Monday, August 26, 2013

Called to Freedom by Martin Wiles

Our has been and is still a time of bondage. We can think of the slavery days as practiced in our country and in other countries. Africans themselves even practiced slavery. It was under the administration of Abraham Lincoln that the slaves of America found freedom, but it would take other amendments to the Constitution and Voting Rights Acts to truly give them freedom from those who continued to oppress them. Women also faced bondage for many years in our country and in other places. It was not until 1920 with the 19th Amendment to the Constitution that women received the right to vote in Presidential elections. Many other minority groups have also suffered bondage of one type or another.

Some find themselves in financial bondage. It seems it takes all they earn to make ends meet. Then there are those who are in bondage to alcohol and drugs. Others are bound by addictions to sexual passions and violence. We can imagine the bondage found in our prisons. All around us there are forms and extremities of bondage. 

But there are also cries for liberation from such real and imagined bondage. People demand freedom to do as they please. It is a day of individualization where the rights of the individual become more important than the rights of humanity. Authority is flouted and restrictions are resisted in the name of liberty. Many want to do as the Israelites of old: whatever was right in their own eyes.

As real as the above mentioned forms of bondage are, they in no way compare to a greater bondage the Bible speaks of. It is not a bondage placed upon us by some other form or person but our very selves. It is a bondage that eats at our very souls. We are enslaved by it from the earliest years of life. Jesus said; “Truly, truly, everyone who commits sin is the slave of sin.” (John 8:34) James writes; “Let no one say when he is tempted, I am tempted by God; for God cannot be tempted by evil, nor does he himself tempt anyone. But each is tempted when he is drawn away by his own desires and enticed.” (1:13)

This is a bondage we cannot free ourselves from in our own strength. It takes someone far more powerful than us to help us. Jesus gives the prescription for this freedom; “If therefore the Son shall make you free, you shall be free indeed.” (John 8:36) How does he free us? He does so through his grace and our appeal for his forgiveness. When we trust him in faith, he unlocks the chains of sin that enslave us and sets us free.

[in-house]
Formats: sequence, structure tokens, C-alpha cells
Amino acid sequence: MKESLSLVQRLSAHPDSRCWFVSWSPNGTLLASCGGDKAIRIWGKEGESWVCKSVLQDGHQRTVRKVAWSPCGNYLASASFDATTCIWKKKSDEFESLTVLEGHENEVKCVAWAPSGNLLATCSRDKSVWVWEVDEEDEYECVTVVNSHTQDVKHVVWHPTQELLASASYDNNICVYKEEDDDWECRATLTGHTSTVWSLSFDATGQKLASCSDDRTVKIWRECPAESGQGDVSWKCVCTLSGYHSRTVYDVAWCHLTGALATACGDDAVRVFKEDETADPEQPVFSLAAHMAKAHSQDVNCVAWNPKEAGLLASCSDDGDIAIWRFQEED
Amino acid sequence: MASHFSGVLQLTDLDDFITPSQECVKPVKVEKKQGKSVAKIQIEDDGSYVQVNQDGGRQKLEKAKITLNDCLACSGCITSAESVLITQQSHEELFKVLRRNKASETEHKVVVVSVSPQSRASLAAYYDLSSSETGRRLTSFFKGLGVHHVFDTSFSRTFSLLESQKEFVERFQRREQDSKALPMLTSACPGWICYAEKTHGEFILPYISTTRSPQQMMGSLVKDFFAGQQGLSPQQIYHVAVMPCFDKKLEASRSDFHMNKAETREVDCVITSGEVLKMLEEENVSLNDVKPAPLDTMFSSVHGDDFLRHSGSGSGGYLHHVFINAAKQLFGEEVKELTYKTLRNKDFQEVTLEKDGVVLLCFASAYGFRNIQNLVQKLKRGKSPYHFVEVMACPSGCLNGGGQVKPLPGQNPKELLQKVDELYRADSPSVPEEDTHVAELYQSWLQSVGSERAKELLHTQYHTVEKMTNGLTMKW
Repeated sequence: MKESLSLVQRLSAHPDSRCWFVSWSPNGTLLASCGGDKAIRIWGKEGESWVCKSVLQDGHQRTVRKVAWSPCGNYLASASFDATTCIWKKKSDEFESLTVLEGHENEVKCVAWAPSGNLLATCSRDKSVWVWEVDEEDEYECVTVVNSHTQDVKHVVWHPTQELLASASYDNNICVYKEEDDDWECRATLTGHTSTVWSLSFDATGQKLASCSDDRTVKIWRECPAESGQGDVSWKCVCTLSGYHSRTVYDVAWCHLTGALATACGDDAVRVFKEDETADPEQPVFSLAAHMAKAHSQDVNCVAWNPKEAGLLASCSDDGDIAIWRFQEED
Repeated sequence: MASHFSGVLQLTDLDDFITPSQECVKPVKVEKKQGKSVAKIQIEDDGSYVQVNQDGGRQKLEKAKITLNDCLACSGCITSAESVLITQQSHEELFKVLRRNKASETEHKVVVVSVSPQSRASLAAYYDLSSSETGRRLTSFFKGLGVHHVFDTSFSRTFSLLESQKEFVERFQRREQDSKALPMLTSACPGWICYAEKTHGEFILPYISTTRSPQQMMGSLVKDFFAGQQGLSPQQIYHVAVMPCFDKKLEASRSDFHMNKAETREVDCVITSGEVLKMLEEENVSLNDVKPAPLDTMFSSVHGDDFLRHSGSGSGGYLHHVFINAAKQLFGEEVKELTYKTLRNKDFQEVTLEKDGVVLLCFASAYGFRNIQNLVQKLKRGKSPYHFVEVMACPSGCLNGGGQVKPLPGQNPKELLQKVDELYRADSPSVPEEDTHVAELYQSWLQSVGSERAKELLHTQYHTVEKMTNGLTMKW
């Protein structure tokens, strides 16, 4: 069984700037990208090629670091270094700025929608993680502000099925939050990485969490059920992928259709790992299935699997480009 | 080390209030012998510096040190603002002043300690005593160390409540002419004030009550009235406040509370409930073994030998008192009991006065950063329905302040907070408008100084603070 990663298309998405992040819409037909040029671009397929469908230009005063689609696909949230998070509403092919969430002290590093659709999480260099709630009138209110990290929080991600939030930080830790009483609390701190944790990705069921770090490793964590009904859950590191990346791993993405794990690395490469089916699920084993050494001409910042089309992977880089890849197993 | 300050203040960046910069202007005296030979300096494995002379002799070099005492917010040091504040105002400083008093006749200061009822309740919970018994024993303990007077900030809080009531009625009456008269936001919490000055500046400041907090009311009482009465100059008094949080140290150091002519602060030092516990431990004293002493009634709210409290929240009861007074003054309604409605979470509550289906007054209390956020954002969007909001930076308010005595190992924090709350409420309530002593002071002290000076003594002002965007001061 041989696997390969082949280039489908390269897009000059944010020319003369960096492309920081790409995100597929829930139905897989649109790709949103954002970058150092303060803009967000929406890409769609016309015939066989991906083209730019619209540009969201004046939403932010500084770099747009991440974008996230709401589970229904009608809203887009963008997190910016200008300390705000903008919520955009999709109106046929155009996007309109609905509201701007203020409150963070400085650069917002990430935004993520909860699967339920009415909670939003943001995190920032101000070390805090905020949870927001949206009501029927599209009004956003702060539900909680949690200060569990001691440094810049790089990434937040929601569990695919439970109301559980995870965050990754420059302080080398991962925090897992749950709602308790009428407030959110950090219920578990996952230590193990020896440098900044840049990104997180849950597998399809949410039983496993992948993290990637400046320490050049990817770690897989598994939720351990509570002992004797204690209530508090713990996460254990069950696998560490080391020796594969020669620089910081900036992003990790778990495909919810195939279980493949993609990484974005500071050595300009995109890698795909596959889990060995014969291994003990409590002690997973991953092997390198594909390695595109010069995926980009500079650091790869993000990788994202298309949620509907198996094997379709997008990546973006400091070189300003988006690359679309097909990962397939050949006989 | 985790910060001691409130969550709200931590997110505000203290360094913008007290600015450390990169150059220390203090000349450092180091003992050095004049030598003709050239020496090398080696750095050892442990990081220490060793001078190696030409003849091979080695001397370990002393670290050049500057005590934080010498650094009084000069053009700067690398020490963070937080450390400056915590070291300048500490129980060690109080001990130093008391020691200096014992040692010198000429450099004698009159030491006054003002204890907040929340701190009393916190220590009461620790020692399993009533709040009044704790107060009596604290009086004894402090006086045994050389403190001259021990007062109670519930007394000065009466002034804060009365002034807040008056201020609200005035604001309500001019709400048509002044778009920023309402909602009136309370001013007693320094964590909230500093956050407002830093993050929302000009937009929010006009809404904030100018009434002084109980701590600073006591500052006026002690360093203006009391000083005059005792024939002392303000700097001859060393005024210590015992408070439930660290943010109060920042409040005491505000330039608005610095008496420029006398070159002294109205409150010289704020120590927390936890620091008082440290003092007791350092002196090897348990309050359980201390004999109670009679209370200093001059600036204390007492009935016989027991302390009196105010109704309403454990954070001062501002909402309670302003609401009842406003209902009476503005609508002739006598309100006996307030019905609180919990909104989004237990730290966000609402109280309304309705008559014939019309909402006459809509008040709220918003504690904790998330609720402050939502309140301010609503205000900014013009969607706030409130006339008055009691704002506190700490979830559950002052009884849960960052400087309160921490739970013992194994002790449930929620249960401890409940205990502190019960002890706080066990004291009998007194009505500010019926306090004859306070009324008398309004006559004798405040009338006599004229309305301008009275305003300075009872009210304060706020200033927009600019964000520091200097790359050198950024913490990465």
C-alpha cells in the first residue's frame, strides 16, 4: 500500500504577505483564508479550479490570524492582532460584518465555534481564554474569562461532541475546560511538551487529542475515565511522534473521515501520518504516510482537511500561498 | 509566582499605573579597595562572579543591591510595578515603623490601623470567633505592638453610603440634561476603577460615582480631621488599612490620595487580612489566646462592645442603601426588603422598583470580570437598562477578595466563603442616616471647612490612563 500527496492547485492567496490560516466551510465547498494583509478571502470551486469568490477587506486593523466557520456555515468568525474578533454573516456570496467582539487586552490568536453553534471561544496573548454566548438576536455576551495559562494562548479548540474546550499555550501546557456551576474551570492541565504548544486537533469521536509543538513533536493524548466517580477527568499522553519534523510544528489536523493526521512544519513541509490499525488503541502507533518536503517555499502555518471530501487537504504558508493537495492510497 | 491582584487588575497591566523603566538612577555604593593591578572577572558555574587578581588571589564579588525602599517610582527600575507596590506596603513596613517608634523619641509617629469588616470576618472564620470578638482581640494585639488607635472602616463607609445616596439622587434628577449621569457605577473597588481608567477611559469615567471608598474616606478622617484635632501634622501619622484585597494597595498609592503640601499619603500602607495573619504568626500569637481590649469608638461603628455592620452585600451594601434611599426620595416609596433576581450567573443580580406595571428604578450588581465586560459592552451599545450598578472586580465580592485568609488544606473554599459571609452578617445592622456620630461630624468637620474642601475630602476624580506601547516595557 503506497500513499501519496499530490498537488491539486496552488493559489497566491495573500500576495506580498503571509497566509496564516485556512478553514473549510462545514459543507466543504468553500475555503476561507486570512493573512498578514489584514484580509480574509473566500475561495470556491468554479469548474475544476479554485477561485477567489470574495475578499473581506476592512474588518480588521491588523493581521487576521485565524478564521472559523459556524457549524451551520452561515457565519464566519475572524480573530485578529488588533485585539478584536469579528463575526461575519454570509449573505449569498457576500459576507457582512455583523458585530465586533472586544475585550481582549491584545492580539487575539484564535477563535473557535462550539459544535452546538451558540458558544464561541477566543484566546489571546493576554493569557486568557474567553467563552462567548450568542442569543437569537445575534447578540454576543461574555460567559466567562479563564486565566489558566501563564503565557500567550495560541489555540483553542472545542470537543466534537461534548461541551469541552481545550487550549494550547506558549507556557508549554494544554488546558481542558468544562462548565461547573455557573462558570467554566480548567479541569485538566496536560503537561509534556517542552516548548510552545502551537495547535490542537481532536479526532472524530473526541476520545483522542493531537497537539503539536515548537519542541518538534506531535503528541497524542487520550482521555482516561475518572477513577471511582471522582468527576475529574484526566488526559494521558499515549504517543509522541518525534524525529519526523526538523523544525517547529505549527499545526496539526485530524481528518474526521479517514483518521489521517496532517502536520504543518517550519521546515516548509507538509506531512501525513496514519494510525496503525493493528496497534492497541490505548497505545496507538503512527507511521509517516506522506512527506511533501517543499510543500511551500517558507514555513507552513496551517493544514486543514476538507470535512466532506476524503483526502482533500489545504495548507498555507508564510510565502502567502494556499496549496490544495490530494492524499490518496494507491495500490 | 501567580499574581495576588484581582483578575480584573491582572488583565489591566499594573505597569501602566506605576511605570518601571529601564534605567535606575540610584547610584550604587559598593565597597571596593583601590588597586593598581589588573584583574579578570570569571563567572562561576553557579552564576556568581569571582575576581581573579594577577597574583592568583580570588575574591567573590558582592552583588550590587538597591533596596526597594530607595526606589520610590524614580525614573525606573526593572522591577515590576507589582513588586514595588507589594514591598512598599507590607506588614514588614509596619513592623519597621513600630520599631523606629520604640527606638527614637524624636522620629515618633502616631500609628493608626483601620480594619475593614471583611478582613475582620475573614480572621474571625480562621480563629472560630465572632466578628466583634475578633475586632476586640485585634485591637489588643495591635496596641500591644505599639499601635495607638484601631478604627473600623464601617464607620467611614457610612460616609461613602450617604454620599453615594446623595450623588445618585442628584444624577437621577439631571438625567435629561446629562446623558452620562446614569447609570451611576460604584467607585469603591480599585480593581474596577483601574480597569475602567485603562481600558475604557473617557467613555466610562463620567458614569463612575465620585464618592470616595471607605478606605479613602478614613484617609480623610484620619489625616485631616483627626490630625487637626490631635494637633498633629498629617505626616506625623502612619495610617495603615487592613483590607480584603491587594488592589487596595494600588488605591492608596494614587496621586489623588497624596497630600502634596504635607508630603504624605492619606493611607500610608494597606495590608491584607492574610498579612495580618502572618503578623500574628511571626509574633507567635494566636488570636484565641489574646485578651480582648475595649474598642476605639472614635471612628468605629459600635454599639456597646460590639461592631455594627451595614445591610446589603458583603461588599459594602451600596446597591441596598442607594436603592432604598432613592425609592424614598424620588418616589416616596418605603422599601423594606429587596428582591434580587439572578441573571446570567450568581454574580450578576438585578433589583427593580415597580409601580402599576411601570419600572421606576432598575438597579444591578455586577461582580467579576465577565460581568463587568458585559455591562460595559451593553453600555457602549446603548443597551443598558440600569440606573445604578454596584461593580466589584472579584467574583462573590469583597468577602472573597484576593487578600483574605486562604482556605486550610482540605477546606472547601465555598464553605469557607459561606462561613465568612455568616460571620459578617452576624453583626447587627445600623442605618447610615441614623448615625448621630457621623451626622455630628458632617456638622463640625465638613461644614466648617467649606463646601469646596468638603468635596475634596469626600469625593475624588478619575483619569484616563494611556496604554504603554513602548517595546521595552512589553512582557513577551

This call to freedom is universal. It is not restricted to a particular group or culture or country. It is available to all who will receive. The primary freedom Paul speaks of in Galatians is freedom from the law as a system of government that regulated one's daily life. This included the Old Testament ceremonies and rabbinical traditions. The Judaizers attempted to drag the Galatians back into such a system from which the grace of Christ had freed them. It was a system that was impossible to keep and one that could never provide true freedom for them. Living by such a system could never free their consciences. Only the grace of Jesus Christ could do that.

Paul had a difficult task in trying to convince the Galatians of how to find true freedom. The tradition of revering Old Testament ceremonies and traditions ran deep in their minds. Such a proclamation was scandalous to the Judaizers and a stumbling block to many sincere Jews. Some considered Paul a lawless libertine. Paul was simply teaching that we did not need such a system anymore because of the work of Christ. We do not need an outward system to restrain us and keep us from doing what is wrong. When we accept Christ, he gives us an inward guide in the person of his Spirit. His internal guidance and restraint keeps us on the right path.